Kimmirut resident says community in dire need of emergency shelter
“I know someone is going to die soon outside here”
A woman living in Kimmirut is calling for the creation of a homeless shelter in the Qikiqtani community of about 400 people.
The woman asked Nunatsiaq News to refer to her as Sara in this article, fearing backlash from the community for asking for help.
Sara has no home currently and couch surfs when she can, but on most nights that is not possible.
With ongoing overcrowding in the community, she and others who cannot afford Nunavut rents, or cannot get public housing immediately, have been left with few options in a community that has no emergency shelter.
She says her family and friends have too many couch surfers already.
“My brother froze to death and so did my cousin in the last few years,” Sara told Nunatsiaq News on Wednesday, Jan. 30.
She said she has heard about someone nearly freezing to death recently in Kimmirut but who was found in time to get medical treatment. The RCMP say they have no knowledge of that happening.
With news of a teenage Inuk’s death from exposure recently in Salluit, Sara is scared.
She wants to see smaller communities get the funding and shelter options that Iqaluit gets.
Or she’d like to see one of the empty GN staff buildings re-purposed as a shelter at night, at least in the winter.
“I know someone is going to die soon outside here,” said Sara.
“And I really think it is going to be me.”
Sara says she had been sleeping in the social workers’ offices during the day until they close, and then walking outside throughout the night until offices open in the morning.
About five nights a week, she needs the social workers’ help to find a place to sleep or she stays outside, Sara says.
She said she has spoken with RCMP officers, social workers and the mayor to try to express the need for a Kimmirut shelter—even a temporary one, but the request seems to fall on deaf ears.
Minister, MLA and mayor remain mum
The acting minister responsible for homelessness, David Akeeagok, contacted on last Thursday afternoon, did not respond to a request for comment before publication.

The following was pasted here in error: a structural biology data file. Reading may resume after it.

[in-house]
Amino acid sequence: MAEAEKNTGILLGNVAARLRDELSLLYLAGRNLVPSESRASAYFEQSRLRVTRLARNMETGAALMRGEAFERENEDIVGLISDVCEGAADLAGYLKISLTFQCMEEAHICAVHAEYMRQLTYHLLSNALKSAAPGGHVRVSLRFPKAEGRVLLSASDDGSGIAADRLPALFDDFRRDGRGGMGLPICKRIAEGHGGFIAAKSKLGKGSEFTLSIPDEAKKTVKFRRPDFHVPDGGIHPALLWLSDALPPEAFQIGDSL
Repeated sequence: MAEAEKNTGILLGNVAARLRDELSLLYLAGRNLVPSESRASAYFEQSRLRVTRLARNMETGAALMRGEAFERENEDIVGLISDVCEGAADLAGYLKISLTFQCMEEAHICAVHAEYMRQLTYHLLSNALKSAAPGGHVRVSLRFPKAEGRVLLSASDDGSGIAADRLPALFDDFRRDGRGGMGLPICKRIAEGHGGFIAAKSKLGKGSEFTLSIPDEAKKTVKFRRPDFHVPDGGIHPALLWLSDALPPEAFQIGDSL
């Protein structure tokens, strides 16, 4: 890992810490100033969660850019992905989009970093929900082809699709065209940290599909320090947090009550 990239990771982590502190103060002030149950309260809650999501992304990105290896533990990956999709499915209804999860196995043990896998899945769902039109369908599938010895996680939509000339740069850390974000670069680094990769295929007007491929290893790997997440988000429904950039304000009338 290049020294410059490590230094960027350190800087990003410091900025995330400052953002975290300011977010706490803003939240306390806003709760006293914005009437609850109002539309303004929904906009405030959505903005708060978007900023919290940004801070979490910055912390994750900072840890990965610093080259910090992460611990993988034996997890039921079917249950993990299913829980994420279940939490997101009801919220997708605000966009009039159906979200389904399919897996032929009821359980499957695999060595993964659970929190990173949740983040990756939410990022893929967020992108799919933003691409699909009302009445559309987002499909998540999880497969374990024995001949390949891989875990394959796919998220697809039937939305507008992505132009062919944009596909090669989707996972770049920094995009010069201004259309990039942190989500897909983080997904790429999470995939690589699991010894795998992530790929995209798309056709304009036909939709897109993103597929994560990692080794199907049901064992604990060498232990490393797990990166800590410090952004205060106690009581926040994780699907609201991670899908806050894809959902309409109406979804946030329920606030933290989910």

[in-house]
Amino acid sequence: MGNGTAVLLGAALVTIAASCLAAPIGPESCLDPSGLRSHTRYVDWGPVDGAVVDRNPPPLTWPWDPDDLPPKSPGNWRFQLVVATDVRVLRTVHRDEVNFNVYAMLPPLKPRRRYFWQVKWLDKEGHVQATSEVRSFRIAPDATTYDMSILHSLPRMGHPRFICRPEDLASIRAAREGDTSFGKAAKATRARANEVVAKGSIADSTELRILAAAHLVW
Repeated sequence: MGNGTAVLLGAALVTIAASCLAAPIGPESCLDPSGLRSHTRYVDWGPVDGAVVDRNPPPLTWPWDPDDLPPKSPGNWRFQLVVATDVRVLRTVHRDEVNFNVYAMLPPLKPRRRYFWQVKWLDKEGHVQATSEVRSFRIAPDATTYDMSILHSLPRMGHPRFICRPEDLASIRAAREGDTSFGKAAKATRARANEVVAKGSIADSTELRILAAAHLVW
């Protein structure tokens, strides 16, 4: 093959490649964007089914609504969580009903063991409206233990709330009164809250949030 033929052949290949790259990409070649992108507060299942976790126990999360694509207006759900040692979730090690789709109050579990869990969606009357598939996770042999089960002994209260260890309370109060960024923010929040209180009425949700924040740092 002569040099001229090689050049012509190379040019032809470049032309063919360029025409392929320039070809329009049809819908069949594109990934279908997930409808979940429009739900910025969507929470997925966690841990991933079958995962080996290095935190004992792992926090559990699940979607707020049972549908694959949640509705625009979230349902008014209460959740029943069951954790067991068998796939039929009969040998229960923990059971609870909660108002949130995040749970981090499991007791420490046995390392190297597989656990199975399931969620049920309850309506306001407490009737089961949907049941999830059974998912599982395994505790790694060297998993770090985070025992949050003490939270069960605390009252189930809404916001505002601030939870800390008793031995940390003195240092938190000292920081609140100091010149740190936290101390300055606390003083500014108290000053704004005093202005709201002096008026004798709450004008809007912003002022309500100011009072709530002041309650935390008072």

Neither did Kimmirut’s MLA, David Joanasie. Kimmirut’s mayor was also unavailable to speak.
A statement from the Nunavut Housing Corp. acknowledged the issue of homelessness and said that it is doing its best to combat it with its ” priority-based points system.”
Under that system, anyone who has a criminal history, debts or has caused past damage to public housing may not be eligible for housing.
NHC said plans are in the works to build more units spread over 25 communities. This will be done with federal funding sprinkled out annually over 10 years.
There were 47 people waiting for public housing in Kimmirut as of last March 31, according to an NHC background document dated Sept. 28, 2018.
Between 2019 and 2020, no buildings are planned for Kimmirut. Out of Nunavut’s 25 communities, Kimmirut ranks 11th in need, determined by the amount of people waiting for public housing and the amount of public housing units available.
Between 2019 and 2020, seven communities will be allocated either 10 or 20 units, starting with Iqaluit.
Talayoak, Naujaat, Whale Cove and Kimmirut are ranked as the highest in need of the communities that will get no new buildings before at least 2020.
The people’s responsibility
“There are a number of steps a community must take before the department can consider funding a shelter,” said Tracy Wood, a policy analyst at the Department of Family Services.
“If a community needs guidance working through the steps, the department can be available to assist.”
Two big requirements are that community members identify an existing building “to support a shelter” and demonstrate their “capacity to take on and manage a shelter,” said Wood.
She encourages communities to work together on that goal.
“We will work with communities who have identified a need,” said Wood.
Out from the cold, for now
Sara says she was told to leave the clinic in Kimmirut when she tried to sleep there “because it looks bad.”
However, she confirmed that the day after Nunatsiaq News’ requests for comment went out, the Department of Family Services spent the day with her working to find a short-term solution.
By the evening, she said they were able to get her a temporary spot in a home for two weeks.